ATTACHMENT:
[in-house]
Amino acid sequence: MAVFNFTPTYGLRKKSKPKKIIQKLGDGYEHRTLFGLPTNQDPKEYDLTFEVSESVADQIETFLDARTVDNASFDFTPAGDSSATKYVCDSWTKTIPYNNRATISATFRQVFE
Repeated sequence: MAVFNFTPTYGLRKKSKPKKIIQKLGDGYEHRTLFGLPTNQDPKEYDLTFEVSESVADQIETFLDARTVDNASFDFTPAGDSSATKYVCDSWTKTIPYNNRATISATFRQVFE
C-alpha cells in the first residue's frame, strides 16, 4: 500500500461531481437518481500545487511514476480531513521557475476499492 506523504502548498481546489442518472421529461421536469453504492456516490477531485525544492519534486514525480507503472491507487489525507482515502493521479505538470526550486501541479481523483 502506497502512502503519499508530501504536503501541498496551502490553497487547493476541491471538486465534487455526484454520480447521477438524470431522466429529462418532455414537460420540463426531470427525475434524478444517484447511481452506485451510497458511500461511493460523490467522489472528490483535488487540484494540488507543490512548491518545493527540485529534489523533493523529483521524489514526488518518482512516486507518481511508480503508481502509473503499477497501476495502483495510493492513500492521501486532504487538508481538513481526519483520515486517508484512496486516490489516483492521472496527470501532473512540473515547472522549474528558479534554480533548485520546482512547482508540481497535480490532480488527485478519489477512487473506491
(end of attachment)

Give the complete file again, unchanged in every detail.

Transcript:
[in-house]
Amino acid sequence: MAVFNFTPTYGLRKKSKPKKIIQKLGDGYEHRTLFGLPTNQDPKEYDLTFEVSESVADQIETFLDARTVDNASFDFTPAGDSSATKYVCDSWTKTIPYNNRATISATFRQVFE
Repeated sequence: MAVFNFTPTYGLRKKSKPKKIIQKLGDGYEHRTLFGLPTNQDPKEYDLTFEVSESVADQIETFLDARTVDNASFDFTPAGDSSATKYVCDSWTKTIPYNNRATISATFRQVFE
C-alpha cells in the first residue's frame, strides 16, 4: 500500500461531481437518481500545487511514476480531513521557475476499492 506523504502548498481546489442518472421529461421536469453504492456516490477531485525544492519534486514525480507503472491507487489525507482515502493521479505538470526550486501541479481523483 502506497502512502503519499508530501504536503501541498496551502490553497487547493476541491471538486465534487455526484454520480447521477438524470431522466429529462418532455414537460420540463426531470427525475434524478444517484447511481452506485451510497458511500461511493460523490467522489472528490483535488487540484494540488507543490512548491518545493527540485529534489523533493523529483521524489514526488518518482512516486507518481511508480503508481502509473503499477497501476495502483495510493492513500492521501486532504487538508481538513481526519483520515486517508484512496486516490489516483492521472496527470501532473512540473515547472522549474528558479534554480533548485520546482512547482508540481497535480490532480488527485478519489477512487473506491